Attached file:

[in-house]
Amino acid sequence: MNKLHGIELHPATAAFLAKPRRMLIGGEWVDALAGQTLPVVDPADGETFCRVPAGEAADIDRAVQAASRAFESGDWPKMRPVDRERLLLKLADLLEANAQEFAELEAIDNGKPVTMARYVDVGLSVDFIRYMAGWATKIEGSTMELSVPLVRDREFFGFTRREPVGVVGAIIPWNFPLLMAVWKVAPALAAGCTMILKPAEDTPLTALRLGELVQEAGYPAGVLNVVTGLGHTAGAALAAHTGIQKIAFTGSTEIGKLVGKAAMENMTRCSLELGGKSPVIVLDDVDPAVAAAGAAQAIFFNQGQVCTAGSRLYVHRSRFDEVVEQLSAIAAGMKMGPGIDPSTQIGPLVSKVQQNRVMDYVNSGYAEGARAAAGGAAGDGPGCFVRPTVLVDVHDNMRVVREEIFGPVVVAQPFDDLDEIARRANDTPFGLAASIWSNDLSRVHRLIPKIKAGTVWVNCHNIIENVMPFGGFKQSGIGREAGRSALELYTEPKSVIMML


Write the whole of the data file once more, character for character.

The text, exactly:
[in-house]
Amino acid sequence: MNKLHGIELHPATAAFLAKPRRMLIGGEWVDALAGQTLPVVDPADGETFCRVPAGEAADIDRAVQAASRAFESGDWPKMRPVDRERLLLKLADLLEANAQEFAELEAIDNGKPVTMARYVDVGLSVDFIRYMAGWATKIEGSTMELSVPLVRDREFFGFTRREPVGVVGAIIPWNFPLLMAVWKVAPALAAGCTMILKPAEDTPLTALRLGELVQEAGYPAGVLNVVTGLGHTAGAALAAHTGIQKIAFTGSTEIGKLVGKAAMENMTRCSLELGGKSPVIVLDDVDPAVAAAGAAQAIFFNQGQVCTAGSRLYVHRSRFDEVVEQLSAIAAGMKMGPGIDPSTQIGPLVSKVQQNRVMDYVNSGYAEGARAAAGGAAGDGPGCFVRPTVLVDVHDNMRVVREEIFGPVVVAQPFDDLDEIARRANDTPFGLAASIWSNDLSRVHRLIPKIKAGTVWVNCHNIIENVMPFGGFKQSGIGREAGRSALELYTEPKSVIMML